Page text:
Old loyalties, religious cohesion may frustrate Islamic State in Libya




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By Ulf Laessing

CAIRO, – Islamic State’ executions Christians show the group is exploiting Libya’ lawlessness but tribal and loyalties and the absence a sectarian divide mean it is unlikely grow as rapidly there as in Iraq or .

On Sunday, the militant group published a video purportedly showing the execution 30 Ethiopian Christians in two locations in eastern and southern Libya, two after it beheaded 21 Egyptian Copts there.

The video suggests Islamic State, which controls much of and Iraq, has managed further expand in the North African country after establishing a limited presence in the eastern town of Derna as well as in western and central Libya.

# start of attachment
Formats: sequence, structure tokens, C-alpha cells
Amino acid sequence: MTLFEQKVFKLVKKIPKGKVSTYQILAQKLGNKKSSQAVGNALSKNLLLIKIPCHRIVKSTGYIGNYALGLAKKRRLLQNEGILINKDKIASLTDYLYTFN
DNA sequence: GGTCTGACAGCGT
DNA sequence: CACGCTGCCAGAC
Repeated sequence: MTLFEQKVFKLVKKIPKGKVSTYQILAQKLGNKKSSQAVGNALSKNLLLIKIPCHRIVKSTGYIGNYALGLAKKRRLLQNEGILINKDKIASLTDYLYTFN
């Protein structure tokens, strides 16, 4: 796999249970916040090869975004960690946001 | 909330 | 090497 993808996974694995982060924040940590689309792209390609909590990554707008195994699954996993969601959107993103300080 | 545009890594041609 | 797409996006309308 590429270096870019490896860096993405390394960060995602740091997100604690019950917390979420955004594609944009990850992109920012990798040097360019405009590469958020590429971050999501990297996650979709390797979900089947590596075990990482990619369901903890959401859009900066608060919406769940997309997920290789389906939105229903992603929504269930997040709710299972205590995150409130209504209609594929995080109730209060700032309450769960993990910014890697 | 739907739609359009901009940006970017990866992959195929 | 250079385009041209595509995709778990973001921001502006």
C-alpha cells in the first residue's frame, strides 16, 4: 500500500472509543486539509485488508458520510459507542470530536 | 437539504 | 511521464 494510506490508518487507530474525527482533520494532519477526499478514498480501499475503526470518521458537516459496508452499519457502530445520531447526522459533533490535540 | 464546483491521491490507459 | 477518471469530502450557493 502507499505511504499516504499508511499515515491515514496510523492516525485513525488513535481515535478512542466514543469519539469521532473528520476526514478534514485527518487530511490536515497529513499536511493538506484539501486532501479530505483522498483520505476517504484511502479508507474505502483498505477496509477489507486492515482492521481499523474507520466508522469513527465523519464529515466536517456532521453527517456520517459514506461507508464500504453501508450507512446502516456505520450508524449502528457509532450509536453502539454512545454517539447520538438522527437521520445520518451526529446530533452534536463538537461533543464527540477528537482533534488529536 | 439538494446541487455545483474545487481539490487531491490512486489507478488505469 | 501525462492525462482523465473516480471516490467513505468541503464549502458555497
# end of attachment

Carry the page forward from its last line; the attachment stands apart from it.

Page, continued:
It is benefiting chaos in oil-producing Libya, where two governments allied armed factions are fighting each other on several fronts four years after the fall of Muammar Gaddafi. With neither side able dominate, a exists.

But Islamic State may struggle to expand as it has in and Iraq because Libya has no Sunni-Shi’ite divide the group could exploit to draw in . Libyans are Sunni .

The militant group also lacks strong ties to large Libyan tribes, and must compete with anti-Gaddafi rebel groups that have carved out their own fiefdoms based on regional, tribal, ethnic and ties.

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“These groups are ultimately self-serving and self-interested,” said Geoffrey Howard, and North analyst at Control Risks.

“IS’ advances are likely to pose a threat to their own and economic agendas, as well as their control over territory and strategic assets.”